|Title||Physiological rationale for responsiveness of mouse embryonic stem cells to gp130 cytokines.|
|Publication Type||Journal Article|
|Year of Publication||2001|
|Authors||Nichols J, Chambers I, Taga T, Smith A|
|Date Published||2001 Jun|
|Keywords||Animals, Antigens, CD, Apoptosis, Blastocyst, Cytokine Receptor gp130, Embryonic and Fetal Development, Female, Leukemia Inhibitory Factor Receptor alpha Subunit, Male, Membrane Glycoproteins, Mice, Mice, Knockout, Receptors, Cytokine, Receptors, OSM-LIF, Signal Transduction, Stem Cells, Time Factors|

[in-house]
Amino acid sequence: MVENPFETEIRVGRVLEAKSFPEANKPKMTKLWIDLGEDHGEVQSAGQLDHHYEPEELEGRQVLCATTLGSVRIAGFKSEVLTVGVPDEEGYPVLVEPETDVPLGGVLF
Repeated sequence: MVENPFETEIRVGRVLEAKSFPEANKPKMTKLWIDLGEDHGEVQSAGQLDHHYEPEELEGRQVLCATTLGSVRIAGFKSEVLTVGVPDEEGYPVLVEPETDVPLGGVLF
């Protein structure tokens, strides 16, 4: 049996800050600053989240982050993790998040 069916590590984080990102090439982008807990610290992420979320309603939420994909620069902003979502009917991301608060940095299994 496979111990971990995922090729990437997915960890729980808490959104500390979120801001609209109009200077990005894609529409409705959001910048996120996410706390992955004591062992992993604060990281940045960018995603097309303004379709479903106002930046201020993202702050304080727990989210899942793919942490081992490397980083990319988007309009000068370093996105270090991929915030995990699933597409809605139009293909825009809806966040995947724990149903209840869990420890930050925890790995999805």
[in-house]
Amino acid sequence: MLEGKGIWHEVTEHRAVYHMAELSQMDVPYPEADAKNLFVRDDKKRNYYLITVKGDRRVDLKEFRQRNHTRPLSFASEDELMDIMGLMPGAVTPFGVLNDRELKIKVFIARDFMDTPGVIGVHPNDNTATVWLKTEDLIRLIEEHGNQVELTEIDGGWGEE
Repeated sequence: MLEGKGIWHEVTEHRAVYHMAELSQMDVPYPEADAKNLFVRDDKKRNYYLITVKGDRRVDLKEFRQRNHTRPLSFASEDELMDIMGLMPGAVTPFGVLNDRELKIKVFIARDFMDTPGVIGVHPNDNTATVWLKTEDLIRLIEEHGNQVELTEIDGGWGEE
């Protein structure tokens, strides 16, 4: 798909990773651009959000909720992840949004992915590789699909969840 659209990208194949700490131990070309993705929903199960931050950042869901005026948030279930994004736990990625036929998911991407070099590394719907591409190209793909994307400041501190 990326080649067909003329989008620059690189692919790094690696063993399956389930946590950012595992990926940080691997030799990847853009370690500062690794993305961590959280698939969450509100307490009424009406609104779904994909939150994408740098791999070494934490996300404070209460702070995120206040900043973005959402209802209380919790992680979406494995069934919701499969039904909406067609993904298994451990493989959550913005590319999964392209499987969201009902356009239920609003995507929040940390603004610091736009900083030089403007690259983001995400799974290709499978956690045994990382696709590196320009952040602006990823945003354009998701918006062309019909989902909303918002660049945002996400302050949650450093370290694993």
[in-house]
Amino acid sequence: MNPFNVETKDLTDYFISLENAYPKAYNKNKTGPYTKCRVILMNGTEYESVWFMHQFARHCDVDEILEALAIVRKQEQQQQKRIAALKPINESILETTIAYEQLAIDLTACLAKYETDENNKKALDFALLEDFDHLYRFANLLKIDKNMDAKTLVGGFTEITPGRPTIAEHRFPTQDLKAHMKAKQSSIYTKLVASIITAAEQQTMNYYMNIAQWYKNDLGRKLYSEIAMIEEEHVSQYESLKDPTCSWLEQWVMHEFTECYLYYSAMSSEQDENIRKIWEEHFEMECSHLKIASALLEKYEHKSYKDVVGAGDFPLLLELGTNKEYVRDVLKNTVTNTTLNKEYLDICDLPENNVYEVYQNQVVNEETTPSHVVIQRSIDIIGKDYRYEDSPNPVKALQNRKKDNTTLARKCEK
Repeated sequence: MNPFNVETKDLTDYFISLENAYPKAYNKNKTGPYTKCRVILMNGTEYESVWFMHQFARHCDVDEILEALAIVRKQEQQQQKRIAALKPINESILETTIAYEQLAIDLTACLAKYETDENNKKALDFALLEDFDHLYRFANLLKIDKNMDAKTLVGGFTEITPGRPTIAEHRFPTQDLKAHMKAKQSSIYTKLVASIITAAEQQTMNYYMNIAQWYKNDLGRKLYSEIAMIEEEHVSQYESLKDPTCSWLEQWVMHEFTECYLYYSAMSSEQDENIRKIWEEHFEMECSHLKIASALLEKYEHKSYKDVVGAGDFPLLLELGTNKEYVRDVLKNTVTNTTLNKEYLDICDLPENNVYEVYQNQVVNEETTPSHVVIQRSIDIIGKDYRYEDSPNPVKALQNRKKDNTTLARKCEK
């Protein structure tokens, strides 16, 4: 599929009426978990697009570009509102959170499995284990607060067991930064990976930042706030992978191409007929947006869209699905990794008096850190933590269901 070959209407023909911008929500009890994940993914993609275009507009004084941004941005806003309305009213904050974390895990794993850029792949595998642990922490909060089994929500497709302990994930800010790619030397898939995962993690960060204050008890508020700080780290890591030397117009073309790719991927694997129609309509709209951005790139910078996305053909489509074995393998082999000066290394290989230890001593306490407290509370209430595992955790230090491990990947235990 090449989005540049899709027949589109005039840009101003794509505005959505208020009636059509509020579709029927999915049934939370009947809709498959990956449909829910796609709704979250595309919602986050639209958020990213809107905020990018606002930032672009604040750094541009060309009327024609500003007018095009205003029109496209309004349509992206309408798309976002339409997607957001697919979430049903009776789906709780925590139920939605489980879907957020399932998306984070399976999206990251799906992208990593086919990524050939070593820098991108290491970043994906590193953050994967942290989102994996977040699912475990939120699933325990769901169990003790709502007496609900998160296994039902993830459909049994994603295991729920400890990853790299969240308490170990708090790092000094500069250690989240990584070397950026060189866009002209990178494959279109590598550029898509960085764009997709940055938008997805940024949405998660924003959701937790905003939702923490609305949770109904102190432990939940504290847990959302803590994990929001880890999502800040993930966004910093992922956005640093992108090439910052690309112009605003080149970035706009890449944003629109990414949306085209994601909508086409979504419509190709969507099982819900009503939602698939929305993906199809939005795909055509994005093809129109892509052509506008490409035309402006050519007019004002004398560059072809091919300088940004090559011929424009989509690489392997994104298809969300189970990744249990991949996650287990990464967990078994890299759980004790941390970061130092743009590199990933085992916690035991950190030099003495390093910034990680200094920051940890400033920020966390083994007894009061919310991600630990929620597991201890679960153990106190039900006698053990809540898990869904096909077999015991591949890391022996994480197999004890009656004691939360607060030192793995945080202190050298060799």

Embryonic stem cells are established directly from the pluripotent epiblast of the preimplantation mouse embryo. Their derivation and propagation are dependent upon cytokine-stimulated activation of gp130 signal transduction. Embryonic stem cells maintain a close resemblance to epiblast in developmental potency and gene expression profile. The presumption of equivalence between embryonic stem cells and epiblast is challenged, however, by the finding that early embryogenesis can proceed in the absence of gp130. To explore this issue further, we have examined the capacity of gp130 mutant embryos to accommodate perturbation of normal developmental progression. Mouse embryos arrest at the late blastocyst stage when implantation is prevented. This process of diapause occurs naturally in lactating females or can be induced experimentally by removal of the ovaries. We report that gp130(-/-) embryos survive unimplanted in the uterus after ovariectomy but, in contrast to wild-type or heterozygous embryos, are subsequently unable to resume development. Inner cell masses explanted from gp130(-/-) delayed blastocysts produce only parietal endoderm, a derivative of the hypoblast. Intact mutant embryos show an absence of epiblast cells, and Hoechst staining and TUNEL analysis reveal a preceding increased incidence of cell death. These findings establish that gp130 signalling is essential for the prolonged maintenance of epiblast in vivo, which is commonly required of mouse embryos in the wild. We propose that the responsiveness of embryonic stem cells to gp130 signalling has its origin in this adaptive physiological function.